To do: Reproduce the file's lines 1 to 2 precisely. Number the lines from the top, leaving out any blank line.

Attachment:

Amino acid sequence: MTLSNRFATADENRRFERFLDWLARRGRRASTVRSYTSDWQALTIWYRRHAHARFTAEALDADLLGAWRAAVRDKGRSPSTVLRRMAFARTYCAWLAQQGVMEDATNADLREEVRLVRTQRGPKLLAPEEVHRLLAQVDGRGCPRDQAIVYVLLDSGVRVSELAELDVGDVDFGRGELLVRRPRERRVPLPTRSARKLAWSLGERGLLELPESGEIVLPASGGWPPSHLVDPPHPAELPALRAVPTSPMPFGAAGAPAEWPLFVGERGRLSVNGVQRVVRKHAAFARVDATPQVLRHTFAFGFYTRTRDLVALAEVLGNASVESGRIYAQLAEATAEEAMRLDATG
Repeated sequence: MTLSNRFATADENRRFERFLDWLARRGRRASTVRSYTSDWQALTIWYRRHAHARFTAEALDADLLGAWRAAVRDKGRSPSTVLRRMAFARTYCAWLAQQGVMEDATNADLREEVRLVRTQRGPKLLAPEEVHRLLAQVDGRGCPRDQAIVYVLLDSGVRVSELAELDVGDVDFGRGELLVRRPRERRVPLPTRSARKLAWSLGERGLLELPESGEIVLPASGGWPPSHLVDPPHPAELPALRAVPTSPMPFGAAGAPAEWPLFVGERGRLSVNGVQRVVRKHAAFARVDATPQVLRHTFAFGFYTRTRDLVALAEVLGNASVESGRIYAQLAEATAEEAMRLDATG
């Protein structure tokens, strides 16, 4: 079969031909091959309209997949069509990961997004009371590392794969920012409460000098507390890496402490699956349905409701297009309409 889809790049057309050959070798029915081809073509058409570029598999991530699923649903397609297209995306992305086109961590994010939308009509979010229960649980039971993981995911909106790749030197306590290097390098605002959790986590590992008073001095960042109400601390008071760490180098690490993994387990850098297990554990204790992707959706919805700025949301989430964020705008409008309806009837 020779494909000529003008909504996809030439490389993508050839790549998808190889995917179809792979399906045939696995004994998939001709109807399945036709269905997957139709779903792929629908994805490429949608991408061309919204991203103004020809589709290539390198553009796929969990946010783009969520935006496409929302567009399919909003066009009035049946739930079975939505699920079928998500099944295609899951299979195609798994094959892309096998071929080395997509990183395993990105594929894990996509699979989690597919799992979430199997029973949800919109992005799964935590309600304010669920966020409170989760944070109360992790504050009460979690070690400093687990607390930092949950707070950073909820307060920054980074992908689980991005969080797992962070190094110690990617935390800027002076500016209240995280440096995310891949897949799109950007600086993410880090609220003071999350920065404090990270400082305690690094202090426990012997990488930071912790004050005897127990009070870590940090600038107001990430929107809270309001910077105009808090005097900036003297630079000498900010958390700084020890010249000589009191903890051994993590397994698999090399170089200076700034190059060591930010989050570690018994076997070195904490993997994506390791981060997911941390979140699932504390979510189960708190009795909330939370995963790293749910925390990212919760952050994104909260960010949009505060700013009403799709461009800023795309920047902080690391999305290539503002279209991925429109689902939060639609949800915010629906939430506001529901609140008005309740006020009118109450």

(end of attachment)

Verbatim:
Amino acid sequence: MTLSNRFATADENRRFERFLDWLARRGRRASTVRSYTSDWQALTIWYRRHAHARFTAEALDADLLGAWRAAVRDKGRSPSTVLRRMAFARTYCAWLAQQGVMEDATNADLREEVRLVRTQRGPKLLAPEEVHRLLAQVDGRGCPRDQAIVYVLLDSGVRVSELAELDVGDVDFGRGELLVRRPRERRVPLPTRSARKLAWSLGERGLLELPESGEIVLPASGGWPPSHLVDPPHPAELPALRAVPTSPMPFGAAGAPAEWPLFVGERGRLSVNGVQRVVRKHAAFARVDATPQVLRHTFAFGFYTRTRDLVALAEVLGNASVESGRIYAQLAEATAEEAMRLDATG
Repeated sequence: MTLSNRFATADENRRFERFLDWLARRGRRASTVRSYTSDWQALTIWYRRHAHARFTAEALDADLLGAWRAAVRDKGRSPSTVLRRMAFARTYCAWLAQQGVMEDATNADLREEVRLVRTQRGPKLLAPEEVHRLLAQVDGRGCPRDQAIVYVLLDSGVRVSELAELDVGDVDFGRGELLVRRPRERRVPLPTRSARKLAWSLGERGLLELPESGEIVLPASGGWPPSHLVDPPHPAELPALRAVPTSPMPFGAAGAPAEWPLFVGERGRLSVNGVQRVVRKHAAFARVDATPQVLRHTFAFGFYTRTRDLVALAEVLGNASVESGRIYAQLAEATAEEAMRLDATG